Using Big Data to Hack Autism

It’s been 10 years since Michael Wigler had a breakthrough revelation in autism genetics — one that arguably launched the field as we know it.

In April 2007, Wigler and his then colleague, Jonathan Sebat, reported that ‘de novo’ mutations — those that arise spontaneously instead of being inherited — occur more often in people with autism than in typical people. The mutations they noted were in the form of ‘copy number variants’ (CNVs), deletions or duplications of long stretches of DNA. CNVs crop up frequently in cancer, an earlier focus of Wigler’s work. But his find that they are also involved in autism came as a surprise to those in the field. “Genetics was striking out with other efforts based on transmission and inheritance,” Wigler says. “In that vacuum, the new idea was quickly embraced.”

The discovery fast led to further advances. Focusing primarily on de novomutations, three teams of scientists, including one led by Wigler, began hunting for genes that contribute to autism. Their approach was efficient: Rather than looking at the entire genome, they scoured the 2 percent that encodes proteins, called the exome. And they looked specifically at simplex families, which have a single child with autism and unaffected parents and siblings. The premise was that comparing the exomes of the family members might expose de novomutations in the child with autism. The approach yielded a bumper crop: Based on data from more than 600 families, the teams together predicted that there are hundreds of autism genes. They identified six as leading candidates. Some of the genes identified at the time — CHD8, DYRK1A, SCN2A — quickly became hot areas of research.

In 2014, the number of strong candidates jumped higher. In two massive studies analyzing the sequences of more than 20,000 people, researchers linked 50 genes to autism with high confidence. Wigler’s team looked at simplex families and found rare de novo mutations in 27 genes. In the second study, researchers screened for both inherited and de novo mutations and implicated 33 genes. The two studies identified 10 genes in common.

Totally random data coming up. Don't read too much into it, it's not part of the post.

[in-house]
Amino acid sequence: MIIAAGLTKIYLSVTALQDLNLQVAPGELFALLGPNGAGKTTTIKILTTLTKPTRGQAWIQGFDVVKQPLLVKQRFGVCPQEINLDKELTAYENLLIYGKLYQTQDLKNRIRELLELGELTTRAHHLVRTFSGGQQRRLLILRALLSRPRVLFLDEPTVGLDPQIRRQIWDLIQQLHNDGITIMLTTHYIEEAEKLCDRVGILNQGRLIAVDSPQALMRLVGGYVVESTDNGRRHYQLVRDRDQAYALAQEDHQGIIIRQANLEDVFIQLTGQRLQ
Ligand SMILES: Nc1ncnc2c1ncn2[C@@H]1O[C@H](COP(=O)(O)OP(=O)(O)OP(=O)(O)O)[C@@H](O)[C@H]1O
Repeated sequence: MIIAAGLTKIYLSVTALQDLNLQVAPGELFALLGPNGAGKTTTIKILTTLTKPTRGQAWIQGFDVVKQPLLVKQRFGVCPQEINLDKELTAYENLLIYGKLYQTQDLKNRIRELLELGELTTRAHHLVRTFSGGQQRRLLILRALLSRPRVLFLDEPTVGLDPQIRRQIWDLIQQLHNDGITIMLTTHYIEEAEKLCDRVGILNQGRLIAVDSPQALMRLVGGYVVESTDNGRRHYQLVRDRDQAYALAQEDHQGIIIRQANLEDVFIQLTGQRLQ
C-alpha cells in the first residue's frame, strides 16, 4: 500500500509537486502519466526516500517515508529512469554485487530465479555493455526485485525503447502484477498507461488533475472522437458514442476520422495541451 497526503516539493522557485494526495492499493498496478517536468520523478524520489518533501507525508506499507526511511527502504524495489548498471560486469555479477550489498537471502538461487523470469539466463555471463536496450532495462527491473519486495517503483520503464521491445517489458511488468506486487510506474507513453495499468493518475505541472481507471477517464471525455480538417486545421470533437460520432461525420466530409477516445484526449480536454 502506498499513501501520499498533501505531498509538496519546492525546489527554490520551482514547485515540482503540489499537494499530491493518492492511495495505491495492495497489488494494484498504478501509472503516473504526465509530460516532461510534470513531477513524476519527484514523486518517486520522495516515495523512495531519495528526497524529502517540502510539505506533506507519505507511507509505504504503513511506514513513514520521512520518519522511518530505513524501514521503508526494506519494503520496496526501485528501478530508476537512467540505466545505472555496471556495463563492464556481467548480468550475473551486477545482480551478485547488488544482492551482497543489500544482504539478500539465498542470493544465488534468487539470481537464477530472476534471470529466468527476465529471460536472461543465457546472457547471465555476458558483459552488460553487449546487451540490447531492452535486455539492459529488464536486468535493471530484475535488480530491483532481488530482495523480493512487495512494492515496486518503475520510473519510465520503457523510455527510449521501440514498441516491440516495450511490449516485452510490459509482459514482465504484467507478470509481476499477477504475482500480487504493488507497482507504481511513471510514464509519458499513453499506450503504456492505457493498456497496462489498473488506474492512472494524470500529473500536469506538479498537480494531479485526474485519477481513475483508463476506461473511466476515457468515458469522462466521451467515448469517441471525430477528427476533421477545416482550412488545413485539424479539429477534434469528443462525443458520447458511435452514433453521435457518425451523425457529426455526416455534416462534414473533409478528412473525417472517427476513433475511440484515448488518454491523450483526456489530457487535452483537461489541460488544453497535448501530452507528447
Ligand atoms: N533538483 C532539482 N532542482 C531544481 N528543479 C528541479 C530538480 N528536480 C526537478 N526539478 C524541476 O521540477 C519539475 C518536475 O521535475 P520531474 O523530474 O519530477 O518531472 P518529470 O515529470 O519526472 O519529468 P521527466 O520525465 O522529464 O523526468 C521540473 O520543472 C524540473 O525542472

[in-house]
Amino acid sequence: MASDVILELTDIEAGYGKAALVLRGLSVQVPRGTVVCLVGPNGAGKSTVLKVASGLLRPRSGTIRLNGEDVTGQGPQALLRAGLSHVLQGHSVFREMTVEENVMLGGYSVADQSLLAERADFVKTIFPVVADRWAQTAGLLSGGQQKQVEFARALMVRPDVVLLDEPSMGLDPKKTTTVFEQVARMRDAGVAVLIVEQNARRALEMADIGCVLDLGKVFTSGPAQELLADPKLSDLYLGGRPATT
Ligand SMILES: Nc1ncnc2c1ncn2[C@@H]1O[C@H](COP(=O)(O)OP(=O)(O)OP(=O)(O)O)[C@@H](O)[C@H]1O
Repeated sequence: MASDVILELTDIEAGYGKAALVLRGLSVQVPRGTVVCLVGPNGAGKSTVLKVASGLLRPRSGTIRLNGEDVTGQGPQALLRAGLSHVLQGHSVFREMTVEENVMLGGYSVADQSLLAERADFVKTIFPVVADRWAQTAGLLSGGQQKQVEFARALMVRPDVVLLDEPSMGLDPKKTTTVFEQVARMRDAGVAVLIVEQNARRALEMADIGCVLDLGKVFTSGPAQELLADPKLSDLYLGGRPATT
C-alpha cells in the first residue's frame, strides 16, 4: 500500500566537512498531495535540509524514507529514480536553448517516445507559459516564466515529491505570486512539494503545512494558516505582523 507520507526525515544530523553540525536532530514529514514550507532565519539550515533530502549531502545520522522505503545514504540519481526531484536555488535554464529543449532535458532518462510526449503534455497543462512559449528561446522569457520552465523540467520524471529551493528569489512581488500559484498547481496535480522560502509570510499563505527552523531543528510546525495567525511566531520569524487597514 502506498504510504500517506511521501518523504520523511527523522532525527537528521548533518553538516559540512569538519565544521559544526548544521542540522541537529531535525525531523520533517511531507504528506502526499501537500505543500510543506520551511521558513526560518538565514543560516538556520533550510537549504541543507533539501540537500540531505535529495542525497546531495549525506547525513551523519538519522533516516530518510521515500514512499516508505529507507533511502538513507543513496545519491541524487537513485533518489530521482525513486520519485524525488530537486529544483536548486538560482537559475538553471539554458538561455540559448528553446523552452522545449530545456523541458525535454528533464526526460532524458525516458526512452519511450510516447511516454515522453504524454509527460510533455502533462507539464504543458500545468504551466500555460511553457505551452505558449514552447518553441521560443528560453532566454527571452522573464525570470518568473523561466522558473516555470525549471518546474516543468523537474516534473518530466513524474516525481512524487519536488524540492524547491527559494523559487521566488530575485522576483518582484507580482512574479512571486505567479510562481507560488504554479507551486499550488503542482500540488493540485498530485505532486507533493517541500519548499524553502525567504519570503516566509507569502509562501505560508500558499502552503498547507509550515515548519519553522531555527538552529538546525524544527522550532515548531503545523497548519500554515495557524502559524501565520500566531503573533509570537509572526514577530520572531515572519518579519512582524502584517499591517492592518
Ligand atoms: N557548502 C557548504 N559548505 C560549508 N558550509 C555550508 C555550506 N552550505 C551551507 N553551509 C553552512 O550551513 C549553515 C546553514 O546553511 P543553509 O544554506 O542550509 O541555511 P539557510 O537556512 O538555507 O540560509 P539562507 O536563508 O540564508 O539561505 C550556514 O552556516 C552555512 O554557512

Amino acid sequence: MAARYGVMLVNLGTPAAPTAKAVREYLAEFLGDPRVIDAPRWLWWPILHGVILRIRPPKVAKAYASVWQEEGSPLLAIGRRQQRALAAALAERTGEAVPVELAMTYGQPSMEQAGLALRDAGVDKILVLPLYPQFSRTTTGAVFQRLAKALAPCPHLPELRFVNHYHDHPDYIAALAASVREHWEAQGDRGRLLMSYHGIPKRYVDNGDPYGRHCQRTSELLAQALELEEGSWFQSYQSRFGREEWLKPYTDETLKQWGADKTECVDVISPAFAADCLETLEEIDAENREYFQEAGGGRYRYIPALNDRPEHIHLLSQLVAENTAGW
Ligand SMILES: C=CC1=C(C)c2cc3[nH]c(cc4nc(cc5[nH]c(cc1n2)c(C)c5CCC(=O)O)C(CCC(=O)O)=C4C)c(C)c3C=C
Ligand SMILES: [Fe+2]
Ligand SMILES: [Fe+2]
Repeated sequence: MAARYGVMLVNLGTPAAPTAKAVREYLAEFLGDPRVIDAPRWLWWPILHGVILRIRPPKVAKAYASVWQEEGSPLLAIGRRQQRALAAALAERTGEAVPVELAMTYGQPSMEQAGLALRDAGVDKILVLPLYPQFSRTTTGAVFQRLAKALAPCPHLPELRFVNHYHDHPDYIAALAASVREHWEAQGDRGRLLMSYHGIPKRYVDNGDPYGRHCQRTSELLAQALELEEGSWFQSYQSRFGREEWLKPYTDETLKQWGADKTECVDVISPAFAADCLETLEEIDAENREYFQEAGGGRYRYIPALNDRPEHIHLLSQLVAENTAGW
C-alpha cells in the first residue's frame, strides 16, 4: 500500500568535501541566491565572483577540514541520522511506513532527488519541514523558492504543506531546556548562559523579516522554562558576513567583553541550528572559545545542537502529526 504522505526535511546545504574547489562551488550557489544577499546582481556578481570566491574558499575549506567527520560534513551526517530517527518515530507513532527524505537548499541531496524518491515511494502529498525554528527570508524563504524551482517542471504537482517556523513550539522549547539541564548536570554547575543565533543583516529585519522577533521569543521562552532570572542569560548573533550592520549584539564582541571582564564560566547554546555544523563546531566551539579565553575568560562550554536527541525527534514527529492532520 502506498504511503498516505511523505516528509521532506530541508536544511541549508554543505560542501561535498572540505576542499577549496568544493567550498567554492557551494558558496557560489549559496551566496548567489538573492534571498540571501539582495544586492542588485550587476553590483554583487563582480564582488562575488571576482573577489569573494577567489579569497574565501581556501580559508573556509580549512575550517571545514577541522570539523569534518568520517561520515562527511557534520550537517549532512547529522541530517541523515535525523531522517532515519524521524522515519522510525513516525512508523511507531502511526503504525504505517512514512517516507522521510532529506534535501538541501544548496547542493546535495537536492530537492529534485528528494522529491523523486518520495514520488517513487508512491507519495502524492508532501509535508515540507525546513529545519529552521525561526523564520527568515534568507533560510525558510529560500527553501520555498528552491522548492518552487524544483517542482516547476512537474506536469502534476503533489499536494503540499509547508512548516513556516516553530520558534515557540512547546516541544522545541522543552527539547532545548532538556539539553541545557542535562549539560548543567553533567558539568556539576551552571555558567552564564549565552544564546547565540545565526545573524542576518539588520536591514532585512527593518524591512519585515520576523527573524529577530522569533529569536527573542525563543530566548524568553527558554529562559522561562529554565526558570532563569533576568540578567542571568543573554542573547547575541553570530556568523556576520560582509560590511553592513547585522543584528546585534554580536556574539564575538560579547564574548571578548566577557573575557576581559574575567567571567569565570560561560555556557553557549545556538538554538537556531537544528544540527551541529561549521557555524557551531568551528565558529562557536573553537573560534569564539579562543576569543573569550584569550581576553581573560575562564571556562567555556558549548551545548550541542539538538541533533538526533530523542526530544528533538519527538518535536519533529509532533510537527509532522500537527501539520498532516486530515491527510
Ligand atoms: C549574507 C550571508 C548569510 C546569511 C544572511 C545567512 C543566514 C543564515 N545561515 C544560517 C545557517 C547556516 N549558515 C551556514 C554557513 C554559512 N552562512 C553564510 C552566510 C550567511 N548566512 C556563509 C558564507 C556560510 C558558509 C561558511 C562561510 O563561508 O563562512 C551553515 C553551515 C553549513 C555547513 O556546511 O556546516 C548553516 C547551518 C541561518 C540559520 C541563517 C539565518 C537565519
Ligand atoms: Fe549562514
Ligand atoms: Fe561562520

Two years ago, the tally of autism gene candidates shot up again. Deploying statistical wizardry to combine the data on de novo and inherited mutations, along with CNV data from the Autism Genome Project, researcherspinpointed 65 genes and six CNVs as being key to autism. They also identified 28 genes that they could say with near certainty are ‘autism genes.’

“For so long, we’ve been saying if we could just find these genes, we’d be able to really make some headway,” says Stephan Sanders, assistant professor of psychiatry at the University of California, San Francisco, who co-led the study. “Suddenly, you’ve got this list of 65-plus genes, which we know have a causative role in autism, and as a foundation for going forward, it’s amazing.”

These advances establish beyond doubt that autism is firmly rooted in biology. “More and more, we are erasing this idea of autism being a stigmatizing psychiatric disorder, and I think this is true for the whole of psychiatry,” Sanders says. “These are genetic disorders; this is a consequence of biology, which can be understood, and where traction can be made.”

This is just the start, however. As scientists enter the next chapter of autism genetics, they are figuring out how to build on what they have learned, using better sequencing tools and statistics, bigger datasets and more robust models. For example, they are looking for common variants — which are found in more than 1 percent of the population but may contribute to autism when inherited en masse. And they are also starting to look beyond the exome to the remaining 98 percent of the genome they have largely neglected thus far.

“Most of the genetic advances fall into a category of large-effect-size de novovariants, which is only one piece of the puzzle,” says Daniel Geschwind, professor of human genetics at the University of California, Los Angeles.

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